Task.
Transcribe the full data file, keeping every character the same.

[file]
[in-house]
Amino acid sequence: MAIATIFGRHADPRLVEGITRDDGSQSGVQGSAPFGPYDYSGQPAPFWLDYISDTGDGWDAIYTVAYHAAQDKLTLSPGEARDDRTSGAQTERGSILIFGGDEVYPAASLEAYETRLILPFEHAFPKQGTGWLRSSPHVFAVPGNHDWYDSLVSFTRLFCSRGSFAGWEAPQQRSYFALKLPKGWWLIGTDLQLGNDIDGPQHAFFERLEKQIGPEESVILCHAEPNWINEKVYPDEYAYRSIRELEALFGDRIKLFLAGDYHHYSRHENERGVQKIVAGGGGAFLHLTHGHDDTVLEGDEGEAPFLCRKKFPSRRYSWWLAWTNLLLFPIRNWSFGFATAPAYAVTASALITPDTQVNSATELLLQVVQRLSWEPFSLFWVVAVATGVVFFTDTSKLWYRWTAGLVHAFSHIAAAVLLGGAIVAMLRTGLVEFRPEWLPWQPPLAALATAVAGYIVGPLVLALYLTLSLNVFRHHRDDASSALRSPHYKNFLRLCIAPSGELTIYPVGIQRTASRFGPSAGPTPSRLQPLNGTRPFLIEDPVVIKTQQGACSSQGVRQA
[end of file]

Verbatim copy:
[in-house]
Amino acid sequence: MAIATIFGRHADPRLVEGITRDDGSQSGVQGSAPFGPYDYSGQPAPFWLDYISDTGDGWDAIYTVAYHAAQDKLTLSPGEARDDRTSGAQTERGSILIFGGDEVYPAASLEAYETRLILPFEHAFPKQGTGWLRSSPHVFAVPGNHDWYDSLVSFTRLFCSRGSFAGWEAPQQRSYFALKLPKGWWLIGTDLQLGNDIDGPQHAFFERLEKQIGPEESVILCHAEPNWINEKVYPDEYAYRSIRELEALFGDRIKLFLAGDYHHYSRHENERGVQKIVAGGGGAFLHLTHGHDDTVLEGDEGEAPFLCRKKFPSRRYSWWLAWTNLLLFPIRNWSFGFATAPAYAVTASALITPDTQVNSATELLLQVVQRLSWEPFSLFWVVAVATGVVFFTDTSKLWYRWTAGLVHAFSHIAAAVLLGGAIVAMLRTGLVEFRPEWLPWQPPLAALATAVAGYIVGPLVLALYLTLSLNVFRHHRDDASSALRSPHYKNFLRLCIAPSGELTIYPVGIQRTASRFGPSAGPTPSRLQPLNGTRPFLIEDPVVIKTQQGACSSQGVRQA